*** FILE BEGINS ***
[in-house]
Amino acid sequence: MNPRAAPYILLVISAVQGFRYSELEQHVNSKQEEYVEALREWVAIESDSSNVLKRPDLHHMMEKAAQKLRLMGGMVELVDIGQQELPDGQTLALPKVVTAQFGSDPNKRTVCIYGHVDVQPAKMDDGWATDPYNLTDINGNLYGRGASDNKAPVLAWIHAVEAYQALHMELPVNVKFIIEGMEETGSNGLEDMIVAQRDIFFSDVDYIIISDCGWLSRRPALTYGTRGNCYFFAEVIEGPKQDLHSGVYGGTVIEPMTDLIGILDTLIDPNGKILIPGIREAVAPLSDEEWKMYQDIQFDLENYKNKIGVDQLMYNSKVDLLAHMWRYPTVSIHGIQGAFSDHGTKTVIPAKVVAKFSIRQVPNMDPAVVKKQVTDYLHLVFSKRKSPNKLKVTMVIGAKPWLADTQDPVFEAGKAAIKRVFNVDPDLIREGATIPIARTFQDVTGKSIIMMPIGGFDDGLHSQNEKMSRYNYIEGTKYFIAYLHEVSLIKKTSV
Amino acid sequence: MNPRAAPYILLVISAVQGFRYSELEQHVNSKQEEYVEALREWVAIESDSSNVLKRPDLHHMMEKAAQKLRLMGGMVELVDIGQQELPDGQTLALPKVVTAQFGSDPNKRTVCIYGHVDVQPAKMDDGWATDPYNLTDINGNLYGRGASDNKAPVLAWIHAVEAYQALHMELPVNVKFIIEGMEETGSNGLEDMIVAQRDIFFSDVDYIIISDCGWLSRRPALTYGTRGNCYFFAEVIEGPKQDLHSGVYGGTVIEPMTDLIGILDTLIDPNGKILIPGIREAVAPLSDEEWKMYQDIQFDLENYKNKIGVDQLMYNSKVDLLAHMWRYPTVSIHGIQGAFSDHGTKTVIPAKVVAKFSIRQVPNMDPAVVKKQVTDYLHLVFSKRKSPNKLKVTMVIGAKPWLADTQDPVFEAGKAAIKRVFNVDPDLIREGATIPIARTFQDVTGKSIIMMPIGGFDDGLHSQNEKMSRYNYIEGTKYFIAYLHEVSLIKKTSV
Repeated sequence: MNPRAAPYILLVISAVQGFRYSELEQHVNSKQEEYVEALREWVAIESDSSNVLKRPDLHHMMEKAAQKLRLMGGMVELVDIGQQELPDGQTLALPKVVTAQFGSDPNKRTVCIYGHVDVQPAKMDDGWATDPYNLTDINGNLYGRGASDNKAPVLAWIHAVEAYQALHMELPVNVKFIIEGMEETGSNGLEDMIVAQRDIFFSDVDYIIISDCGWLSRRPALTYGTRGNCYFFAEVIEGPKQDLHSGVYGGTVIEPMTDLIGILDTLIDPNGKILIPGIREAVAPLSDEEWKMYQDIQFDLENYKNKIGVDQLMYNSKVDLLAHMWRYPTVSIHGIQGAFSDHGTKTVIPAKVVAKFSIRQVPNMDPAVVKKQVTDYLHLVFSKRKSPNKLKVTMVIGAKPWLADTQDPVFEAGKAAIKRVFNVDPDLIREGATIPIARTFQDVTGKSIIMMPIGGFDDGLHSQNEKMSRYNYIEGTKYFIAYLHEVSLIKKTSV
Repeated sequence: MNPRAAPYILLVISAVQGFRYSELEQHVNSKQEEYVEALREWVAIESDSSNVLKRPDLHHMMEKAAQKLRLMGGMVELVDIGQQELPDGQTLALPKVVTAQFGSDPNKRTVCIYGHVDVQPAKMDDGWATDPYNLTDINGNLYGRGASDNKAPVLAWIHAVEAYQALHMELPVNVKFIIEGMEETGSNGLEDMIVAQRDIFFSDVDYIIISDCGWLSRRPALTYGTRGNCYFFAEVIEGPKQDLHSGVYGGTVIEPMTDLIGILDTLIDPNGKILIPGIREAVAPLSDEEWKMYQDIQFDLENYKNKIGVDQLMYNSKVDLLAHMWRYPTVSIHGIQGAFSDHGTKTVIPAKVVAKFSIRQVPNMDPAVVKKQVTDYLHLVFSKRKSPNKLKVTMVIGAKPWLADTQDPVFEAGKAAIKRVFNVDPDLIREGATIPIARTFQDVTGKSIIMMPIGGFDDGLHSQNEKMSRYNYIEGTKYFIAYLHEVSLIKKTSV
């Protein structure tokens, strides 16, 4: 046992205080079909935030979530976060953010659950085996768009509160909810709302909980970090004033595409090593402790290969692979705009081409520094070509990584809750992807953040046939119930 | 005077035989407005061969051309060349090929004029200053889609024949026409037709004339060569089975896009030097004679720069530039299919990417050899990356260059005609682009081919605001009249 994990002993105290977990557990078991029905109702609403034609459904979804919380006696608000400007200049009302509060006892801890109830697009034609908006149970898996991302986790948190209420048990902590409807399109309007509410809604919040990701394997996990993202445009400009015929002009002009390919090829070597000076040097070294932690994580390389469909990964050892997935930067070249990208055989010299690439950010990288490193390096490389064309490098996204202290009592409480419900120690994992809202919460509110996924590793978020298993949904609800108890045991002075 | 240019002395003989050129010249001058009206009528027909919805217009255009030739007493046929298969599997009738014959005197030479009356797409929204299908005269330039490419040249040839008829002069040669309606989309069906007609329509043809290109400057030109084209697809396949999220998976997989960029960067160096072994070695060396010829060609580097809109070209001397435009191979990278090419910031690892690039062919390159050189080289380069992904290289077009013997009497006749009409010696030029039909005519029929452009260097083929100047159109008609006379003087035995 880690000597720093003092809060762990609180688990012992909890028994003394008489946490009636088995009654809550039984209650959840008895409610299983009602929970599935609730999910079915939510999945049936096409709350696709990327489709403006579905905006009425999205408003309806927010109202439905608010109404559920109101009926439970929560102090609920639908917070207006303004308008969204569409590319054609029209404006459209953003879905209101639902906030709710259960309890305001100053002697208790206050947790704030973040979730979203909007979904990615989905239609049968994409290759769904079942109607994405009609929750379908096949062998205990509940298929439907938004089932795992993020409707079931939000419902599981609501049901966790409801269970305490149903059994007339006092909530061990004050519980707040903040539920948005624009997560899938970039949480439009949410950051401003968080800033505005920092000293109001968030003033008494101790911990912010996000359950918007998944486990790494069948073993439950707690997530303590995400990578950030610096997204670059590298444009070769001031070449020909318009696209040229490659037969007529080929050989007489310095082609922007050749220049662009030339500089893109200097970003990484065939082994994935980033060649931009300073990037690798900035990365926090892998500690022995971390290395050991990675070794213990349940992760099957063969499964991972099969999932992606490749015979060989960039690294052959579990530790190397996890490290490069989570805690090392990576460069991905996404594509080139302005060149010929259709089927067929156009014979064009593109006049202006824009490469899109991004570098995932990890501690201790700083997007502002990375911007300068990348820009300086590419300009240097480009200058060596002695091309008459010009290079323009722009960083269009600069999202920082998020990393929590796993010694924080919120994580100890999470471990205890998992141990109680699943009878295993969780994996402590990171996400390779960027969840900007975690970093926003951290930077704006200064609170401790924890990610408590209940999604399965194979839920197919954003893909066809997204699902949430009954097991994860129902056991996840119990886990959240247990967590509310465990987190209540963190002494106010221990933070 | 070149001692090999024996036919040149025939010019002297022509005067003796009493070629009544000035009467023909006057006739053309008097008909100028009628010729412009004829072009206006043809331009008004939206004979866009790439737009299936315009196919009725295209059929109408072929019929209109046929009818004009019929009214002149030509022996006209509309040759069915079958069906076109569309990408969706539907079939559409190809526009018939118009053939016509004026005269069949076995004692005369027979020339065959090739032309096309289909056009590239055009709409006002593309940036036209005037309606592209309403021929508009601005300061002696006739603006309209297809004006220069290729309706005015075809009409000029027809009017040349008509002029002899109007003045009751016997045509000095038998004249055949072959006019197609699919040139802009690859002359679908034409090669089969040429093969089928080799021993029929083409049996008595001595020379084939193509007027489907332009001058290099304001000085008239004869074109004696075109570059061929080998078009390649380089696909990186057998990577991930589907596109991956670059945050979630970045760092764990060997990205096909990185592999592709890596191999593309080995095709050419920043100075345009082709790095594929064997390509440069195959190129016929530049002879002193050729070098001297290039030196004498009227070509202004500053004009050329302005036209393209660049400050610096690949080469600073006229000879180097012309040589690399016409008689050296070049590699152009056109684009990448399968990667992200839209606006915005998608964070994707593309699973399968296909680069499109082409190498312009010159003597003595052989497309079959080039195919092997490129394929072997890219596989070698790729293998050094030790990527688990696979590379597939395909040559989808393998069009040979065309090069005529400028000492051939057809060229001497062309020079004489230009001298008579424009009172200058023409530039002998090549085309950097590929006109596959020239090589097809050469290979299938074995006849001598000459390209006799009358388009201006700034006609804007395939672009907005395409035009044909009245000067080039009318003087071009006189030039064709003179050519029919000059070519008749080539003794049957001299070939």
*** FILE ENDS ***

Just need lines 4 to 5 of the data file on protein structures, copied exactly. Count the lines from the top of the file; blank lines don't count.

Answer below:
Repeated sequence: MNPRAAPYILLVISAVQGFRYSELEQHVNSKQEEYVEALREWVAIESDSSNVLKRPDLHHMMEKAAQKLRLMGGMVELVDIGQQELPDGQTLALPKVVTAQFGSDPNKRTVCIYGHVDVQPAKMDDGWATDPYNLTDINGNLYGRGASDNKAPVLAWIHAVEAYQALHMELPVNVKFIIEGMEETGSNGLEDMIVAQRDIFFSDVDYIIISDCGWLSRRPALTYGTRGNCYFFAEVIEGPKQDLHSGVYGGTVIEPMTDLIGILDTLIDPNGKILIPGIREAVAPLSDEEWKMYQDIQFDLENYKNKIGVDQLMYNSKVDLLAHMWRYPTVSIHGIQGAFSDHGTKTVIPAKVVAKFSIRQVPNMDPAVVKKQVTDYLHLVFSKRKSPNKLKVTMVIGAKPWLADTQDPVFEAGKAAIKRVFNVDPDLIREGATIPIARTFQDVTGKSIIMMPIGGFDDGLHSQNEKMSRYNYIEGTKYFIAYLHEVSLIKKTSV
Repeated sequence: MNPRAAPYILLVISAVQGFRYSELEQHVNSKQEEYVEALREWVAIESDSSNVLKRPDLHHMMEKAAQKLRLMGGMVELVDIGQQELPDGQTLALPKVVTAQFGSDPNKRTVCIYGHVDVQPAKMDDGWATDPYNLTDINGNLYGRGASDNKAPVLAWIHAVEAYQALHMELPVNVKFIIEGMEETGSNGLEDMIVAQRDIFFSDVDYIIISDCGWLSRRPALTYGTRGNCYFFAEVIEGPKQDLHSGVYGGTVIEPMTDLIGILDTLIDPNGKILIPGIREAVAPLSDEEWKMYQDIQFDLENYKNKIGVDQLMYNSKVDLLAHMWRYPTVSIHGIQGAFSDHGTKTVIPAKVVAKFSIRQVPNMDPAVVKKQVTDYLHLVFSKRKSPNKLKVTMVIGAKPWLADTQDPVFEAGKAAIKRVFNVDPDLIREGATIPIARTFQDVTGKSIIMMPIGGFDDGLHSQNEKMSRYNYIEGTKYFIAYLHEVSLIKKTSV